First Port Celebration, Bath history to be examined in educational program

Published 8:21 pm Friday, March 11, 2016

Years ago, Gillian Jones had the opportunity to sail with Dr. John Gray Blount of Washington on a trip to bring his boat back to North Carolina from the Bahamas. As a descendant of John Gray Blount, a port commissioner at Port Bath in the 1700s, Jones was able to not only learn about who Blount, the commissioner, was, but she also was able to get a feel of what it was like to sail into a port from the Atlantic Ocean.

The trip was an inspiration to Jones, which led her to research Port Bath and its existence in the colonial time period, as well as other history related to the area. On Memorial Day weekend, Beaufort County and the Town of Bath will be celebrating the Tri-Centennial Anniversary of North Carolina’s first official seaport town port of entry. The colonial port district was manned by port officials and headquartered in Bath Towne, the county seat of the old Bath County, created in 1696.

With Bath’s First Port Celebration a few short months away, Jones is passing on that knowledge of local history through an upcoming program at the North Carolina Estuarium. The celebration commemorates the anniversary of the Aug. 1, 1716 proclamation of Port Bath being the first official port of entry in North Carolina.

“I want Beaufort County people to know this is something to really be proud of,” Jones said. “

Jones said the celebration is about understanding Port Bath’s history between 1716 and 1790, a pivotal period of time in the old Bath County’s growth. Essentially, the county, which stretched from the Albemarle Sound to the Cape Fear River and west to Tennessee, helped shape the state. Port Bath was the official hub of all commerce and the commissioned port officials there ensured fair trade through monitoring shipping and trade practices, Jones said. Among the imports into the port would have been sugar, tea and cloth, while exports would have been turpentine, tar, pitch and other naval stores, as well as cypress shingles, the No. 1 export, according to Jones.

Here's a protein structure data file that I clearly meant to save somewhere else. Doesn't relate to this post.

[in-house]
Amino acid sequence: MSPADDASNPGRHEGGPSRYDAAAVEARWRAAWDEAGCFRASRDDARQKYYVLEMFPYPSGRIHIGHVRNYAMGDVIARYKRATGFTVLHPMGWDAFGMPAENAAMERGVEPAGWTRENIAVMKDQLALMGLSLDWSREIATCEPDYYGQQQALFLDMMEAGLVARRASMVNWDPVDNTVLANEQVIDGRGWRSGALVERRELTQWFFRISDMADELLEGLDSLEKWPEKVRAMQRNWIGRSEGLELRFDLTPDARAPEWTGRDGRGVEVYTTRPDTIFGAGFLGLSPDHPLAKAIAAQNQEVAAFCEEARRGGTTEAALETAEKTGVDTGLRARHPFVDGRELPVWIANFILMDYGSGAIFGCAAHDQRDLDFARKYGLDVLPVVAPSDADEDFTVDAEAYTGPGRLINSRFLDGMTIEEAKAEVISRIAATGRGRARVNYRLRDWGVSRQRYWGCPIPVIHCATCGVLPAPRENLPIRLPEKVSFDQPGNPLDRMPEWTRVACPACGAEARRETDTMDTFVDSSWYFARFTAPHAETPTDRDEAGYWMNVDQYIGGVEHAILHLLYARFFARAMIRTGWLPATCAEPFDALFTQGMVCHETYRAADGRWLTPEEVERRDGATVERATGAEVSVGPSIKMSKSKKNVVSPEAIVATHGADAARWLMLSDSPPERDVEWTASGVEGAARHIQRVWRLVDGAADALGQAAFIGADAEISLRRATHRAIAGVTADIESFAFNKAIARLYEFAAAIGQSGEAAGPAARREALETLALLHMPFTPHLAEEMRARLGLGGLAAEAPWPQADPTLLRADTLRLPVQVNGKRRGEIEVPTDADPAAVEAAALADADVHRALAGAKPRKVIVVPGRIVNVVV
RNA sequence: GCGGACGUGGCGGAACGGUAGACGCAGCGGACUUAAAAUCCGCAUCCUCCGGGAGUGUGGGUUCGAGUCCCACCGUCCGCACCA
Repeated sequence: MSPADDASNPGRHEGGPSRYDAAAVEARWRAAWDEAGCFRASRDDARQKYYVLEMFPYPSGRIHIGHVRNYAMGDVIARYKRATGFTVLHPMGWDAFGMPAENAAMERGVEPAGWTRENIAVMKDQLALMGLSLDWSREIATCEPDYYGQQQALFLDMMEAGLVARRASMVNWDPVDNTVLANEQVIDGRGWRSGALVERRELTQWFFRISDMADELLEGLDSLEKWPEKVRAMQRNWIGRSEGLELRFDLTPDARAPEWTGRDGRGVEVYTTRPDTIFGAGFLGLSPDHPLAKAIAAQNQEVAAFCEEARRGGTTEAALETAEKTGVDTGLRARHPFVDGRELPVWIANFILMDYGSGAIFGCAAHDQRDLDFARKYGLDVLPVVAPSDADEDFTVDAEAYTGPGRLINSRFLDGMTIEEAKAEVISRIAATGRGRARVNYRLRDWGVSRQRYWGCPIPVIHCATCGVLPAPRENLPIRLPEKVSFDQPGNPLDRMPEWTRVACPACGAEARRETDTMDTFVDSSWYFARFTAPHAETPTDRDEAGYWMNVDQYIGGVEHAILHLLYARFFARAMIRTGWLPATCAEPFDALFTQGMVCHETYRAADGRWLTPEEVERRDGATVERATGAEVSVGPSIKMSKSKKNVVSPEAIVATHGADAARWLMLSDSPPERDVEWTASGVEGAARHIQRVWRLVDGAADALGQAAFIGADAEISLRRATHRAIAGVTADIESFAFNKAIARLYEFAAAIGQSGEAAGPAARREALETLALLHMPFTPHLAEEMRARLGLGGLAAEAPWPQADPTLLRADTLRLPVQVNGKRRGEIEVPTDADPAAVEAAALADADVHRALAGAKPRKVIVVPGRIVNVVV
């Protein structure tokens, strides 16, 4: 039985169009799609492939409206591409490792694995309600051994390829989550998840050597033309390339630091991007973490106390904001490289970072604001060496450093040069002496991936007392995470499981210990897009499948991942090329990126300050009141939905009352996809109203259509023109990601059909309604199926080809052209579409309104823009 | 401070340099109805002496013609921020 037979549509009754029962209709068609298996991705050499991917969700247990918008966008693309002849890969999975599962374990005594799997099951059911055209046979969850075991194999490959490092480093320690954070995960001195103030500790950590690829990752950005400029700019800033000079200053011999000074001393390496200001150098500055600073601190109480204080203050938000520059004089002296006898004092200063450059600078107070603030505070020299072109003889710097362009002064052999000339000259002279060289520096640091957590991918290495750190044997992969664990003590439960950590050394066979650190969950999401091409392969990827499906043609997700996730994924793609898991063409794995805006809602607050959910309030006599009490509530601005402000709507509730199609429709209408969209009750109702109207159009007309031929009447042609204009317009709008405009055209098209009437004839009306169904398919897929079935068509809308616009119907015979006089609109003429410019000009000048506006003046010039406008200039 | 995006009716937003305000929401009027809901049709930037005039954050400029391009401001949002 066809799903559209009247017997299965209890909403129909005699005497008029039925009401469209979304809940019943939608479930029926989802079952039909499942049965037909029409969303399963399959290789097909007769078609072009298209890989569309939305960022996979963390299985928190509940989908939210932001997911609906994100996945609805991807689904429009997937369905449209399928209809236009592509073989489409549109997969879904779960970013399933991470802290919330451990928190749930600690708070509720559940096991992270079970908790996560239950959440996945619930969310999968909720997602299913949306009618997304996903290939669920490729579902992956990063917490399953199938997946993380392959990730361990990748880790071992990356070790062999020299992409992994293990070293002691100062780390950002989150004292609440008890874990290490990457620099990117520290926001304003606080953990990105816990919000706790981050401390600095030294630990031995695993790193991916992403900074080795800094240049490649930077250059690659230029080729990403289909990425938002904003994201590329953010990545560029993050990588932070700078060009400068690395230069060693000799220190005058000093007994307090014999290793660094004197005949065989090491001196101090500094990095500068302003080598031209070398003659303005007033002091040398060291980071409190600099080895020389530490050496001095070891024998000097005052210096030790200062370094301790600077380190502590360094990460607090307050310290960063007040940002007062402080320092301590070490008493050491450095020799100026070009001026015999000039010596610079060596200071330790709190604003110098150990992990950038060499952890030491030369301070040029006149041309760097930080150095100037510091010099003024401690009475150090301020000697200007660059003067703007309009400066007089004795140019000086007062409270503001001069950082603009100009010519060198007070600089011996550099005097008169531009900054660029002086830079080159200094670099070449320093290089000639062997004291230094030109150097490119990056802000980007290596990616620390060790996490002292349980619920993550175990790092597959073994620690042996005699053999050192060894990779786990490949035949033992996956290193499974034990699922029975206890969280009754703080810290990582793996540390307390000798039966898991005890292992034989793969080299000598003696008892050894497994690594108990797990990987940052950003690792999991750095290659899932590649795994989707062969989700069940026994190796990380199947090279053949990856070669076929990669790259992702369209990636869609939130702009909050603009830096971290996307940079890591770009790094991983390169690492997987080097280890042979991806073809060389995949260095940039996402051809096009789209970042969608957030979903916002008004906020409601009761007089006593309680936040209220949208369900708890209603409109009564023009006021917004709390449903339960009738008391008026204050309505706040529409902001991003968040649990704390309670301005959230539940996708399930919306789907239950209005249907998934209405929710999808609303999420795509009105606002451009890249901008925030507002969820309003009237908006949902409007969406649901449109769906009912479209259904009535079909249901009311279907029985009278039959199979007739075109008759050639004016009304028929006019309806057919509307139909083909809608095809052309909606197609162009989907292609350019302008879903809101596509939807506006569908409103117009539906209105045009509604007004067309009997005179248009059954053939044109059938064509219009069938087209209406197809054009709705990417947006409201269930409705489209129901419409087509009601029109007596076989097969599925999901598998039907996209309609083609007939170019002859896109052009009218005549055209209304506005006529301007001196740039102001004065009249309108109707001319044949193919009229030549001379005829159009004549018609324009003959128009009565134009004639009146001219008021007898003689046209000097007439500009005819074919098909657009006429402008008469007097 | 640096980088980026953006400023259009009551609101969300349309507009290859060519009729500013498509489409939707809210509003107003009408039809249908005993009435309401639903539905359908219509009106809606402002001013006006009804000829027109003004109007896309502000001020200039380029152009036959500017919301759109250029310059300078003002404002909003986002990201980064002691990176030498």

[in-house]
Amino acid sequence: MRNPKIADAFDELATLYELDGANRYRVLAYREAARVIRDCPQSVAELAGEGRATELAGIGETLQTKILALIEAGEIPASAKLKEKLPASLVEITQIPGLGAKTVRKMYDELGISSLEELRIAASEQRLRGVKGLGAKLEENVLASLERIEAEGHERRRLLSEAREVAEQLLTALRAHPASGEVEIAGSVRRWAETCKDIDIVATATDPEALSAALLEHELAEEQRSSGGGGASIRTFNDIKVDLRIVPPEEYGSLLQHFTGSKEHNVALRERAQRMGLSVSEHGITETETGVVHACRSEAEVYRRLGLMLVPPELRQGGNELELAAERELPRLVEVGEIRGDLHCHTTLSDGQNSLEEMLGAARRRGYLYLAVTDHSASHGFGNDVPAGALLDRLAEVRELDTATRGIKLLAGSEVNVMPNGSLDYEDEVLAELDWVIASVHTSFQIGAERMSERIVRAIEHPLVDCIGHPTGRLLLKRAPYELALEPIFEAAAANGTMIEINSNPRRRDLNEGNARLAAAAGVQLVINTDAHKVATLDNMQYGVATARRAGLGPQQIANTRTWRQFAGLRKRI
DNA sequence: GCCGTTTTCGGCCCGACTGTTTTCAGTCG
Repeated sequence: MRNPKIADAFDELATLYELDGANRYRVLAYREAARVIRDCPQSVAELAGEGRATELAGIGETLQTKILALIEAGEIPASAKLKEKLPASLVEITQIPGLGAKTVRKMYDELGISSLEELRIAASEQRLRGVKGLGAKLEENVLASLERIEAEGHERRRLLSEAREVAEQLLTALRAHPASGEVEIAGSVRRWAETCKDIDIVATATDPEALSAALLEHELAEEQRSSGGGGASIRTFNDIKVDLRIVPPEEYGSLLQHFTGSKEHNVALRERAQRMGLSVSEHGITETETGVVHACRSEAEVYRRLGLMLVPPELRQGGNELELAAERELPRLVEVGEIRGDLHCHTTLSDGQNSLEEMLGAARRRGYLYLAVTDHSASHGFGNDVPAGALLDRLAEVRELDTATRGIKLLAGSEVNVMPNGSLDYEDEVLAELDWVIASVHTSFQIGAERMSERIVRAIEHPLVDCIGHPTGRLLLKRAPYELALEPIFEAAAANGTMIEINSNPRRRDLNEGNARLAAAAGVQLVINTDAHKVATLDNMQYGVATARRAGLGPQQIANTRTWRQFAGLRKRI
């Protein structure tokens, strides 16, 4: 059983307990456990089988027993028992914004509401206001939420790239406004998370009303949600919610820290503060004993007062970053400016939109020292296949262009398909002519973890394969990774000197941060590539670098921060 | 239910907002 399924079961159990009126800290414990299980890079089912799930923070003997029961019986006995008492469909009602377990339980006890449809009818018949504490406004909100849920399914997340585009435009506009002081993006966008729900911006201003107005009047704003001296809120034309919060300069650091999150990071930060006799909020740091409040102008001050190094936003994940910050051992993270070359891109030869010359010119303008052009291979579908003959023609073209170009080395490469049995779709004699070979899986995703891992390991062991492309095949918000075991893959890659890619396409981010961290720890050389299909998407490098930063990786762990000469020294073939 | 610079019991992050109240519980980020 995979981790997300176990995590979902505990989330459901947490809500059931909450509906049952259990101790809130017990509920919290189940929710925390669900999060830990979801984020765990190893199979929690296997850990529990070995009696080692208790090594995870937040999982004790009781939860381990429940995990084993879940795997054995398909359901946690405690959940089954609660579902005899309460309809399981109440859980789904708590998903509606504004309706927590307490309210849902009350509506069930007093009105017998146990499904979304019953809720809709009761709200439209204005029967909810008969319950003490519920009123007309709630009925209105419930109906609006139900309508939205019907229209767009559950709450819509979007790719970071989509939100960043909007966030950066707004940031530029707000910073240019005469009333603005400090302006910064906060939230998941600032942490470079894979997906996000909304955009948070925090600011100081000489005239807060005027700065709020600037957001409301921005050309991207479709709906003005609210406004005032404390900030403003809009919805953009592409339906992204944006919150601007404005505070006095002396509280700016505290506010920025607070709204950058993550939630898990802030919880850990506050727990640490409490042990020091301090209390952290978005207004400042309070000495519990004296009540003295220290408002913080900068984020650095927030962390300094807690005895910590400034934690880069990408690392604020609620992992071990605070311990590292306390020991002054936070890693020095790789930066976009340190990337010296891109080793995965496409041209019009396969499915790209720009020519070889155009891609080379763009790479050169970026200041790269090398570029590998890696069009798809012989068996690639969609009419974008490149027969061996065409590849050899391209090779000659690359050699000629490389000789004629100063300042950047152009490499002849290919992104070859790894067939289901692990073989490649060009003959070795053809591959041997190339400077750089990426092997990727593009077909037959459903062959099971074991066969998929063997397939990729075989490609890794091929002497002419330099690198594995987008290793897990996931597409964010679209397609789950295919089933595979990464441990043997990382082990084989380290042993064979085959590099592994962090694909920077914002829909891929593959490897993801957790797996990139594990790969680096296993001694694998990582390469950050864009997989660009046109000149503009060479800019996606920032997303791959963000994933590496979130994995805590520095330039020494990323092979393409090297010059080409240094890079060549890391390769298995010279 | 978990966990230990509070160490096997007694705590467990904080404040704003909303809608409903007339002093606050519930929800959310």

“Economies can’t grow without fair trade,” Jones said. “Port officials were like the Coast Guard and Homeland Security and Navy and IRS all rolled into one. It maintained the system of checks and balances that were required for trade and merchants to feel safe trading in the state of North Carolina. The plantation owners and merchants had to have a business place to come and for imports and exports that they felt was safe and ethical. That accountability was really important for trade to flourish.”

Jones said Port Bath was also a pivotal component in allowing other areas to grow and the birth of other ports such as New Bern, Wilmington and Beaufort.

In 1790, Port Bath went through a period of transition to become Port Washington, after the courthouse and county seat moved from Bath to Washington.

Jones, whose family is from Bath, said she heard about the First Port Celebration, set for May 28 in Bath, and approached Lee Swain, director of Bath Historic Site, to volunteer to help with the event.

“She said, ‘You could help with education,’” Jones said. “All my life I’ve been a lover of the Pamlico River and what I consider our maritime heritage. It’s something I really wanted to share.”

In April, Jones was awarded a grant by the Bath Historic Foundation to come up with some portable learning aids to help educate teachers and students in the area, she said. This, too, led her to research the history of Port Bath and the importance of the celebration. Jones has used the materials for educational purposes at Bath Fest, an annual festival celebrating the arts and history associated with Bath, as well as at outdoor events at Pirates in the Port, an event to mark the pirating history of the area.

Jones’ educational mission will continue at the North Carolina Estuarium on March 17, from 6-7 p.m. The program, presented by the Historic Port of Washington, in partnership with the Estuarium, will cover the early maritime history of Beaufort County and its first customs service. There is a $4 entry fee for the program, and seating is limited.

For more information or to reserve a spot, contact the North Carolina Estuarium at 252-948-0000.